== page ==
Meet the Press | March 30, 2014
>>> welcome back. it was almost an oh, by the way part of the president's trip oversea, the future of the government spying program is at stake. president obama announced his plan to end is the nsa's bulk collection of u.s. phone records in a move welcomed by many democrats an even some republicans. i'm joined by democratic senator ron wyden of oregon, one of the nsa's toughest critics. welcome to "meet the press." quickly go through the president's basic refors. no more bulk phone records will remain at the phone companies. nsa will no longer collect and hold these records. unless an emergency, officials must obtain a court order . is this enough to win the credibility back of the american people ?
>> this starts towards what ben franklin had in mind which is making sure that we can have have security without without sacrificing our liberties. now, there's certainly more to do. for example, i believe the president ought to make the transition right away to ending bulk phone records --
>> on thursday he signed another court order approve package bulk collection for another 90 days while you guys decide. patrick leahy said stop doing this. you would say stop signing these orders right now.
>> right now. second we've got to the fix this back door search loophole in the foreign interrogation surveillance act. what this is this allow the government to look at the e-mails of law abiding americans. that needs to be fixed. and then i believe strongly we ought to ban all dragnet surveillance on law abiding americans, not just phone records but also medical records , purchases and others.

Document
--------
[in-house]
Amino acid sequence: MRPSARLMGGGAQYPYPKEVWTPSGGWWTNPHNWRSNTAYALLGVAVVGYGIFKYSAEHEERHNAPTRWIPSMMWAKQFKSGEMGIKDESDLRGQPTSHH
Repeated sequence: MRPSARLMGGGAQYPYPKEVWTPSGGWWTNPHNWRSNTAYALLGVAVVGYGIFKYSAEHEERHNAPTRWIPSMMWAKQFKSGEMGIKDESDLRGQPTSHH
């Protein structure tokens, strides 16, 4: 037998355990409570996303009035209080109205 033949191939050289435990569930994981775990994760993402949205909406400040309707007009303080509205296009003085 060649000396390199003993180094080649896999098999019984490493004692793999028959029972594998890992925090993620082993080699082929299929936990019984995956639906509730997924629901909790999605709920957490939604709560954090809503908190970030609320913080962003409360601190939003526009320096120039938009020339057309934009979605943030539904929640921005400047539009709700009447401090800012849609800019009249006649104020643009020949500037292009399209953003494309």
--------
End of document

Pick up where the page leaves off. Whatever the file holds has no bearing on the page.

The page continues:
>> why should i feel comfortable of corporations like verizon and at&t holding these records? why should i feel more comfortable that they're doing it over the government?
>> what the government has been doing is running a federal human relations database. when the government has the information how called, when you called they know a lot about your private life .
>> so does verizon and google.
>> there ought to be tough privacy standards there, as well. now, the phone companies, of course, have a long history of dealing with court orders , and as you mentioned, that's a key part of the president's program. we're certainly going to be watchdogging the way the phone companies handle this.
>> edward snowden has praised this, as well saying it's a good first step. where are you on snowden? is he a whistleblower, a criminal? if he's brought back to the united states should charges be brought against him?
>> chuck i decided a long time ago, if somebody was charged criminally, i wasn't going to be doing running commentary. but the bottom line is, this is a debate that shouldn't have started that way. it should have been started.
>> did he commit a crime.
>> i think that's something for lawyers. you're in the senate. you cannot tell me whether he committed a crime?
>> i'm not a prosecutor. i'm not a prosecutor. i can tell you years ago when i was in the house, i asked a tobacco coexecutiving whether nicotine was addictive. they were under oath and they said no and the prosecutor said they couldn't prove intent. here's the bottom line . the american people deserve straight information from the intelligence leadership. if the american people don't get it, you can bet there will be other situations like this.
>> you were the first one, you sort of made public what you did there with james clapper . some people thought clapper should have been brought up on charges that he technically lied under oath to congress. he used weasel words . it took him awhile to apologize for those comments. you had to bring this up. is there anything else we don't know that you know that would somehow make the american public feel insecure about their privacy?
>> first of all, i believe that we can make sure that liberty and security are not mutually exclusive . we can have both. that's what ben franklin talked about.
>> is there anything else out there we don't know the about that would be violating our privacy?
>> we need to make those reforms i just outlined. what was troubling about what james clapper did is he wouldn't even correct it after the fact. in other words, this issue has been put in the public square not by the congress but by ineffective intelligence leader. they stated something in a public hearing that was flag grantley inaccurate. do you still have confidence in clapper?
>> i think we need an upgrade in the intelligence leadership. the new man nominated for the nsa admiral rogers is understands he has a big rebuilding job to do.
>> senator ron wyden , thanks for